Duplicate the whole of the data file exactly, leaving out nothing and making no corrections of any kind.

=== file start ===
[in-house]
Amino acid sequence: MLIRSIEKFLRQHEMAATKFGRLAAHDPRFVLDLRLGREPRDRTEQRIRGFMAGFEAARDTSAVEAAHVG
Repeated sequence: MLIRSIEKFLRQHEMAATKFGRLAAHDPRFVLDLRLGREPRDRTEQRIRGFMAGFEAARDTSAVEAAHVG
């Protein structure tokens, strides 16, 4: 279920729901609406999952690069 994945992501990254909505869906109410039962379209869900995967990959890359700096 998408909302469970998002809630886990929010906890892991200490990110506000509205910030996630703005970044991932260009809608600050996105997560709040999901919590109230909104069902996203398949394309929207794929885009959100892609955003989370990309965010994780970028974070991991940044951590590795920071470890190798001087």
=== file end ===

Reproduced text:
[in-house]
Amino acid sequence: MLIRSIEKFLRQHEMAATKFGRLAAHDPRFVLDLRLGREPRDRTEQRIRGFMAGFEAARDTSAVEAAHVG
Repeated sequence: MLIRSIEKFLRQHEMAATKFGRLAAHDPRFVLDLRLGREPRDRTEQRIRGFMAGFEAARDTSAVEAAHVG
């Protein structure tokens, strides 16, 4: 279920729901609406999952690069 994945992501990254909505869906109410039962379209869900995967990959890359700096 998408909302469970998002809630886990929010906890892991200490990110506000509205910030996630703005970044991932260009809608600050996105997560709040999901919590109230909104069902996203398949394309929207794929885009959100892609955003989370990309965010994780970028974070991991940044951590590795920071470890190798001087």